Language Selection

English French German Italian Portuguese Spanish

KDE and GNOME: ikona 1.0, KF5, Shortwave Goes Stable and How to Use Sysprof

Filed under
KDE
GNOME
  • ikona 1.0

    this is where Ikona's meat lies—the application icon view. it displays application icons at a pixel-perfect size in an environment similar to a Plasma desktop.

    by default, it just shows Ikona's icon. the real meat is when you press “Create Icon.” this exports a special type of SVG with the suffix .ikona.app.svg. Ikona can process these SVGs to produce multiple sizes of the same icon from one SVG file, making wrangling with multiple sizes of icon simple.

    saving the icon will cause Ikona to instantly update its preview of the icon.

    once you're done designing your icon, you use the export screen to export your icon.

  • Scaling Barcodes in KF5::Prison

    In the past couple of days I tried to finally address an issue in KDE Itinerary where UIC 918.3 train tickets could be rendered in a way that they weren’t accepted by the scanner. That turned into a journey into the depths of high DPI rendering inside KDE Frameworks’ barcode rendering library Prison.

  • Shortwave – First stable release

    Today, after nearly two years of development I’m very proud to say: The first stable version of Shortwave is now available! I have put a lot of time and effort into this project, now it is finally time to make it available for everyone Smile.

  • Christian Hergert: How to use Sysprof to…

    First off, before using Sysprof to improve the performance of a particular piece of software, make sure you’re compiling with flags that allow us to have enough information to unwind stack frames. Sysprof will use libunwind in some cases, but a majority of our stack unwinding is done by the Linux kernel which can currently only follow eh_frame (exception handling) information.

Shortwave Sees First Stable Release As GNOME Internet Radio...

  • Shortwave Sees First Stable Release As GNOME Internet Radio Player

    After being in development for two years, GNOME Shortwave has seen its first stable release shortly after this week's GNOME 3.36 desktop debut.

    Shortwave is a GTK-based Internet radio player that supports tuning into more than twenty-five thousand stations. Shortwave supports the automatic recording of songs, streaming via the Google Cast protocol, an adaptive interface to work across a variety of devices, and integrates nicely with the modern GNOME Shell desktop.

Internet Radio Player Shortwave 1.0 Released (Howto Install)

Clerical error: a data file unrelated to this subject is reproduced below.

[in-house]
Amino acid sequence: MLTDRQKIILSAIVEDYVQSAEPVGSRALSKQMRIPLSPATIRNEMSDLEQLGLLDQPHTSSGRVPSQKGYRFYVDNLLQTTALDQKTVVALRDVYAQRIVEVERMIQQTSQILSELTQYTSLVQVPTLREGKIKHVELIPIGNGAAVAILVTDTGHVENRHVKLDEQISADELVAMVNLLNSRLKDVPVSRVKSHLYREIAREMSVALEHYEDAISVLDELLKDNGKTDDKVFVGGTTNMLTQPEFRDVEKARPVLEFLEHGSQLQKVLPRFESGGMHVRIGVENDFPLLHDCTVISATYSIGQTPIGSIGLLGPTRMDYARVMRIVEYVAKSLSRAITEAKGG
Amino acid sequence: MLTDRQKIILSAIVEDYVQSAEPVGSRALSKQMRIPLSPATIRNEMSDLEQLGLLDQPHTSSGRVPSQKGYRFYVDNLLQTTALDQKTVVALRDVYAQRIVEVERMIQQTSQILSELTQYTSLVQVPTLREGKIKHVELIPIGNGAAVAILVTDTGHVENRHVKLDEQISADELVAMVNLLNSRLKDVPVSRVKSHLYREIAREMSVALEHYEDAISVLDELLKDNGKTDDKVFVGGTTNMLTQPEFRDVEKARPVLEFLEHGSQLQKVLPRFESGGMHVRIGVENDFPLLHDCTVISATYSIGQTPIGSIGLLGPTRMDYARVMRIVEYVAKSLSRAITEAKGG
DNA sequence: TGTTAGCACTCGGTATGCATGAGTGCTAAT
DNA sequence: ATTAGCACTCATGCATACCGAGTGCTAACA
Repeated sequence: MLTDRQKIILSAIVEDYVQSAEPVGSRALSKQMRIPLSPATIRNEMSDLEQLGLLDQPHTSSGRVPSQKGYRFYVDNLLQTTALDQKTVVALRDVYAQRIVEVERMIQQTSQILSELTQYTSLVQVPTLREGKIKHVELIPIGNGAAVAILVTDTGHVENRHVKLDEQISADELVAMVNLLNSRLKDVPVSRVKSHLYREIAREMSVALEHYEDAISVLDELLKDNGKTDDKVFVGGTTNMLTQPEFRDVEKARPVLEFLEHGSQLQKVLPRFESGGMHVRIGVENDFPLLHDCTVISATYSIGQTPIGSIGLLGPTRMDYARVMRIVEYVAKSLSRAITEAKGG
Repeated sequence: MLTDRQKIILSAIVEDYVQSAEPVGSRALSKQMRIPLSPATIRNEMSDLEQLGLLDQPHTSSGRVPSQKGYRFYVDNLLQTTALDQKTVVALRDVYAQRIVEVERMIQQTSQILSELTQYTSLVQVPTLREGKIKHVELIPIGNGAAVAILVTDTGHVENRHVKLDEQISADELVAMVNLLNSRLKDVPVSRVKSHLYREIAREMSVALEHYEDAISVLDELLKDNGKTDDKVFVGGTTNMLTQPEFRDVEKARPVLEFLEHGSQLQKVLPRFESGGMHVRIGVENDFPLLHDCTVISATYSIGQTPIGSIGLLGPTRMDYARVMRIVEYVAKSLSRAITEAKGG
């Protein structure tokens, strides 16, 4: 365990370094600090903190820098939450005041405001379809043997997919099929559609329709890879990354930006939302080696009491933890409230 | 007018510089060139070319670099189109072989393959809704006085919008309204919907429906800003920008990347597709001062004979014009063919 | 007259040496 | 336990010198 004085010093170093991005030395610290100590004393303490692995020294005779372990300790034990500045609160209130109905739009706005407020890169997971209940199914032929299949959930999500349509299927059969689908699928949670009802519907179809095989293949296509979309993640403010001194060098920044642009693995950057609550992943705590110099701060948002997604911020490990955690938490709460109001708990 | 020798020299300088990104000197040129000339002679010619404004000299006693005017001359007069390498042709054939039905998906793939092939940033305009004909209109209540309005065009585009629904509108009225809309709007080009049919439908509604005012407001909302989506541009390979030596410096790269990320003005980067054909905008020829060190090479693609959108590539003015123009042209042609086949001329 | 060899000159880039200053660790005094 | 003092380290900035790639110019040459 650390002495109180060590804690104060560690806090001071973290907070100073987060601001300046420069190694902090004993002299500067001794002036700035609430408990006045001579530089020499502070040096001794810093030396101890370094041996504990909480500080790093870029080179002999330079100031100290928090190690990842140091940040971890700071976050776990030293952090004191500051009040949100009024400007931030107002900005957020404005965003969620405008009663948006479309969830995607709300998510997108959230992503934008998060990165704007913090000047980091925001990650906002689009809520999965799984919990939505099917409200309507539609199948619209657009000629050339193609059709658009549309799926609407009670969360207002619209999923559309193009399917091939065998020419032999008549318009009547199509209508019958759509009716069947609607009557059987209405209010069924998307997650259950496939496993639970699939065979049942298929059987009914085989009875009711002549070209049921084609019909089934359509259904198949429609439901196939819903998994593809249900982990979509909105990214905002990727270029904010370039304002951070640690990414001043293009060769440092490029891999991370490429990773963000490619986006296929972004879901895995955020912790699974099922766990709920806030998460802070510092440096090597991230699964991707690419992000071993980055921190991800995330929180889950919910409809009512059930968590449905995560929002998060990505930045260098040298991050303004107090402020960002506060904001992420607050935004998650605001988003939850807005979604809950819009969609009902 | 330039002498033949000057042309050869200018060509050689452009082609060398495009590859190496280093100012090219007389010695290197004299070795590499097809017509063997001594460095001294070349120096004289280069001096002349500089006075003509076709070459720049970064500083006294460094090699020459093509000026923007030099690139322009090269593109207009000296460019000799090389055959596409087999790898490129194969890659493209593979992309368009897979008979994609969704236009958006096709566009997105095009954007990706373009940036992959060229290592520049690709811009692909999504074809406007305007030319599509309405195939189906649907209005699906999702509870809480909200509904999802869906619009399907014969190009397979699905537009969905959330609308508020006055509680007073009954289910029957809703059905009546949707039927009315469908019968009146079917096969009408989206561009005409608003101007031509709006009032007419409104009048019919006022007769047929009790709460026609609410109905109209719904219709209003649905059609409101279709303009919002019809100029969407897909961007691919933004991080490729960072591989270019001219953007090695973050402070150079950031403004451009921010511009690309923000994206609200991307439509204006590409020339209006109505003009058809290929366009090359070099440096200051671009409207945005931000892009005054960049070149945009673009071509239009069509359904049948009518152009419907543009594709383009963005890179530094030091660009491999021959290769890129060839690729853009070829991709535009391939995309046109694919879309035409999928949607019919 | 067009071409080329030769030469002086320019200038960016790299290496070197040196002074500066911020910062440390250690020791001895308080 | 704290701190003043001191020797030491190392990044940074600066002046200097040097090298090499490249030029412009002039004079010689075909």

• Internet Radio Player Shortwave 1.0 Released (Howto Install)

    Shortwave, an internet radio player desktop application for Linux, released its first stable version 1.0 today. Here’s how to install it in Ubuntu 18.04 and higher.

    Shortwave is a new desktop radio app for Linux built with Rust. It provides access to a station database with over 25,000 stations.

Shortwave Internet Radio Player Sees Its First Stable Release

  • Shortwave Internet Radio Player Sees Its First Stable Release (1.0)

    Shortwave, the Gradio successor, had its first stable (1.0) release over the weekend after almost two years of development.

    Shortwave is a GTK Internet radio player written in Rust, created to replace Gradio (which is dead now). Being a GNOME-based application, it uses header bars, as well as libhandy to have its interface adapt to all screen sizes (it's compatible with Librem 5 by the way). Dark mode is also available.

Comment viewing options

Select your preferred way to display the comments and click "Save settings" to activate your changes.

More in Tux Machines

Android Leftovers

How to write about open source software

One way to get started with an open source community is to write about it. You can contribute to technical documentation, share how you use the software, or write an article for Opensource.com. But getting started writing is easier said than done. The two most common excuses I hear for not writing are: "I have nothing new to say" and "I'm not a good writer." I'm here to dispel both of those myths. Read more

4 Most Affordable Drawing Tablets for Linux Users

The drawing tablets on this list should work out of the box on Linux in most cases. However, if you find that you need to install drivers to get your device working, do check out DIGImend. They do a good job providing Linux drivers and instructions for a wide variety of drawing tablets. In this list, we covered 4 excellent budget drawing tablets that have good Linux support, though there are plenty more great drawing tablets that work on the Linux platform. What drawing tablet do you use on your Linux system? Sound off in the comment section! Read more

Linus Torvalds Now Uses AMD instead of Intel

Linus Torvalds, the creator of Linux and Git now uses AMD box as his main rig for work instead of an Intel one. During the Linux Kernel 5.7 rc7 announcement, Linus mentioned his primary machine. Read more